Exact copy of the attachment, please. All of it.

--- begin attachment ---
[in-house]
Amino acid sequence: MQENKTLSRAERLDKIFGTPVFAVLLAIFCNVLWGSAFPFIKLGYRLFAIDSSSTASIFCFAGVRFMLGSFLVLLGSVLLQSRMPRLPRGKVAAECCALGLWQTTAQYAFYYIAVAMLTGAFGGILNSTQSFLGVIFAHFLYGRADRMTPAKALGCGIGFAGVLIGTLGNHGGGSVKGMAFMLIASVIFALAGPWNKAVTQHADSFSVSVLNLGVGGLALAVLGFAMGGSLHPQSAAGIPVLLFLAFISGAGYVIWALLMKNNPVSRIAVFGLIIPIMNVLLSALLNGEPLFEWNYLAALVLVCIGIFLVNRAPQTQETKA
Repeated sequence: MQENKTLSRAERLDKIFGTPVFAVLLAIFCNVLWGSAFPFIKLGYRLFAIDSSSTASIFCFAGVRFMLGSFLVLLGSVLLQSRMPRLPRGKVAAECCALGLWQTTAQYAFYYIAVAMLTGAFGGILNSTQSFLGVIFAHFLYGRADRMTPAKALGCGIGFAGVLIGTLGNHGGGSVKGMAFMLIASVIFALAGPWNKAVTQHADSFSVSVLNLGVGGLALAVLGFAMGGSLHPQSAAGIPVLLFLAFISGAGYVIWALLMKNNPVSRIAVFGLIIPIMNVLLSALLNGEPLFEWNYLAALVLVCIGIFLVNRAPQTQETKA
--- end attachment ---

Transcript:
[in-house]
Amino acid sequence: MQENKTLSRAERLDKIFGTPVFAVLLAIFCNVLWGSAFPFIKLGYRLFAIDSSSTASIFCFAGVRFMLGSFLVLLGSVLLQSRMPRLPRGKVAAECCALGLWQTTAQYAFYYIAVAMLTGAFGGILNSTQSFLGVIFAHFLYGRADRMTPAKALGCGIGFAGVLIGTLGNHGGGSVKGMAFMLIASVIFALAGPWNKAVTQHADSFSVSVLNLGVGGLALAVLGFAMGGSLHPQSAAGIPVLLFLAFISGAGYVIWALLMKNNPVSRIAVFGLIIPIMNVLLSALLNGEPLFEWNYLAALVLVCIGIFLVNRAPQTQETKA
Repeated sequence: MQENKTLSRAERLDKIFGTPVFAVLLAIFCNVLWGSAFPFIKLGYRLFAIDSSSTASIFCFAGVRFMLGSFLVLLGSVLLQSRMPRLPRGKVAAECCALGLWQTTAQYAFYYIAVAMLTGAFGGILNSTQSFLGVIFAHFLYGRADRMTPAKALGCGIGFAGVLIGTLGNHGGGSVKGMAFMLIASVIFALAGPWNKAVTQHADSFSVSVLNLGVGGLALAVLGFAMGGSLHPQSAAGIPVLLFLAFISGAGYVIWALLMKNNPVSRIAVFGLIIPIMNVLLSALLNGEPLFEWNYLAALVLVCIGIFLVNRAPQTQETKA